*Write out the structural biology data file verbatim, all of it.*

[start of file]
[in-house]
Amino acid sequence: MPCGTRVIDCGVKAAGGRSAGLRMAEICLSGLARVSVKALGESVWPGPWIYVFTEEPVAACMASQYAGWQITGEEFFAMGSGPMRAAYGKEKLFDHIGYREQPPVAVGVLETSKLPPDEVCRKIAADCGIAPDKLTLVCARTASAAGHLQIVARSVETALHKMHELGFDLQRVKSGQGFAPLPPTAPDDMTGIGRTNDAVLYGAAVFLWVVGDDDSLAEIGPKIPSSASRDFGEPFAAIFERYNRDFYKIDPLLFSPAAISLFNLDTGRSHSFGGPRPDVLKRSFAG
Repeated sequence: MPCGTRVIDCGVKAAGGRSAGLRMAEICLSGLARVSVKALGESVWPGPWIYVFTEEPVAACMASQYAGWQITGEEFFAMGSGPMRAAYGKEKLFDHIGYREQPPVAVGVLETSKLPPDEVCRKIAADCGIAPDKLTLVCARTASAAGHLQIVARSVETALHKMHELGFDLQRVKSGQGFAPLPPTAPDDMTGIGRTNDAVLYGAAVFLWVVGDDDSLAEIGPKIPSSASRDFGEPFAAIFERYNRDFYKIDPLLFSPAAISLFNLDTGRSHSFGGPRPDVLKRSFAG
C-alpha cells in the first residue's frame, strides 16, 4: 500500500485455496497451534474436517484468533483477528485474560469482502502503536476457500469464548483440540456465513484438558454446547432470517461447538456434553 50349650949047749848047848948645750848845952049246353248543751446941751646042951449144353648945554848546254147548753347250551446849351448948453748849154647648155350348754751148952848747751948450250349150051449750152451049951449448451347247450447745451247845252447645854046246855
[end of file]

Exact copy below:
[in-house]
Amino acid sequence: MPCGTRVIDCGVKAAGGRSAGLRMAEICLSGLARVSVKALGESVWPGPWIYVFTEEPVAACMASQYAGWQITGEEFFAMGSGPMRAAYGKEKLFDHIGYREQPPVAVGVLETSKLPPDEVCRKIAADCGIAPDKLTLVCARTASAAGHLQIVARSVETALHKMHELGFDLQRVKSGQGFAPLPPTAPDDMTGIGRTNDAVLYGAAVFLWVVGDDDSLAEIGPKIPSSASRDFGEPFAAIFERYNRDFYKIDPLLFSPAAISLFNLDTGRSHSFGGPRPDVLKRSFAG
Repeated sequence: MPCGTRVIDCGVKAAGGRSAGLRMAEICLSGLARVSVKALGESVWPGPWIYVFTEEPVAACMASQYAGWQITGEEFFAMGSGPMRAAYGKEKLFDHIGYREQPPVAVGVLETSKLPPDEVCRKIAADCGIAPDKLTLVCARTASAAGHLQIVARSVETALHKMHELGFDLQRVKSGQGFAPLPPTAPDDMTGIGRTNDAVLYGAAVFLWVVGDDDSLAEIGPKIPSSASRDFGEPFAAIFERYNRDFYKIDPLLFSPAAISLFNLDTGRSHSFGGPRPDVLKRSFAG
C-alpha cells in the first residue's frame, strides 16, 4: 500500500485455496497451534474436517484468533483477528485474560469482502502503536476457500469464548483440540456465513484438558454446547432470517461447538456434553 50349650949047749848047848948645750848845952049246353248543751446941751646042951449144353648945554848546254147548753347250551446849351448948453748849154647648155350348754751148952848747751948450250349150051449750152451049951449448451347247450447745451247845252447645854046246855